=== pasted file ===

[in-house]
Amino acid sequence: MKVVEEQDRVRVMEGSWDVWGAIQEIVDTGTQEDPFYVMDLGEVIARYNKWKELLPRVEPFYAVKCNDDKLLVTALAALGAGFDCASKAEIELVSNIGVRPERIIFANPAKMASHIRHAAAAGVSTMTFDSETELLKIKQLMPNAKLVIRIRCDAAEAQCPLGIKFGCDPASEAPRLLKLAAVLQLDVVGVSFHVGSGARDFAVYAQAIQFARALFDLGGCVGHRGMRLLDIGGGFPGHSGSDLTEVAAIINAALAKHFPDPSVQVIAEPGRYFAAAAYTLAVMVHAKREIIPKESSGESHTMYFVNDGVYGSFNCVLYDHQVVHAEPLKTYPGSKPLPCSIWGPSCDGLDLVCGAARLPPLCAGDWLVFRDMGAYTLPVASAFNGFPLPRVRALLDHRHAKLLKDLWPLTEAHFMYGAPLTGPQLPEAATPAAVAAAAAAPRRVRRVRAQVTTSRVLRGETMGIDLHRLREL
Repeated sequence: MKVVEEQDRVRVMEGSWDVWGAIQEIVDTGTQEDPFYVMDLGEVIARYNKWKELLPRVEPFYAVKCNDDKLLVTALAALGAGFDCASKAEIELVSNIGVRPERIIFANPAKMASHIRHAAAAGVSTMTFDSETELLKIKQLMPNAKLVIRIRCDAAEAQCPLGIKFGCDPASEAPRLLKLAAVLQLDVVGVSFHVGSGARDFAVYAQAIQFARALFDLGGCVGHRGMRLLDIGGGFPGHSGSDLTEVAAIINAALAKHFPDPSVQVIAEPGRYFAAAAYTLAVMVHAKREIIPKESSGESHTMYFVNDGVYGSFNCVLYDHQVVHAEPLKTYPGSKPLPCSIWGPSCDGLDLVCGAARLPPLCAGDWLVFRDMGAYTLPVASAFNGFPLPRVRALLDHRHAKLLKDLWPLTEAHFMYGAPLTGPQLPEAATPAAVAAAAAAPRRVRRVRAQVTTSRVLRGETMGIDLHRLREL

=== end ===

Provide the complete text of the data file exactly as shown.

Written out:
[in-house]
Amino acid sequence: MKVVEEQDRVRVMEGSWDVWGAIQEIVDTGTQEDPFYVMDLGEVIARYNKWKELLPRVEPFYAVKCNDDKLLVTALAALGAGFDCASKAEIELVSNIGVRPERIIFANPAKMASHIRHAAAAGVSTMTFDSETELLKIKQLMPNAKLVIRIRCDAAEAQCPLGIKFGCDPASEAPRLLKLAAVLQLDVVGVSFHVGSGARDFAVYAQAIQFARALFDLGGCVGHRGMRLLDIGGGFPGHSGSDLTEVAAIINAALAKHFPDPSVQVIAEPGRYFAAAAYTLAVMVHAKREIIPKESSGESHTMYFVNDGVYGSFNCVLYDHQVVHAEPLKTYPGSKPLPCSIWGPSCDGLDLVCGAARLPPLCAGDWLVFRDMGAYTLPVASAFNGFPLPRVRALLDHRHAKLLKDLWPLTEAHFMYGAPLTGPQLPEAATPAAVAAAAAAPRRVRRVRAQVTTSRVLRGETMGIDLHRLREL
Repeated sequence: MKVVEEQDRVRVMEGSWDVWGAIQEIVDTGTQEDPFYVMDLGEVIARYNKWKELLPRVEPFYAVKCNDDKLLVTALAALGAGFDCASKAEIELVSNIGVRPERIIFANPAKMASHIRHAAAAGVSTMTFDSETELLKIKQLMPNAKLVIRIRCDAAEAQCPLGIKFGCDPASEAPRLLKLAAVLQLDVVGVSFHVGSGARDFAVYAQAIQFARALFDLGGCVGHRGMRLLDIGGGFPGHSGSDLTEVAAIINAALAKHFPDPSVQVIAEPGRYFAAAAYTLAVMVHAKREIIPKESSGESHTMYFVNDGVYGSFNCVLYDHQVVHAEPLKTYPGSKPLPCSIWGPSCDGLDLVCGAARLPPLCAGDWLVFRDMGAYTLPVASAFNGFPLPRVRALLDHRHAKLLKDLWPLTEAHFMYGAPLTGPQLPEAATPAAVAAAAAAPRRVRRVRAQVTTSRVLRGETMGIDLHRLREL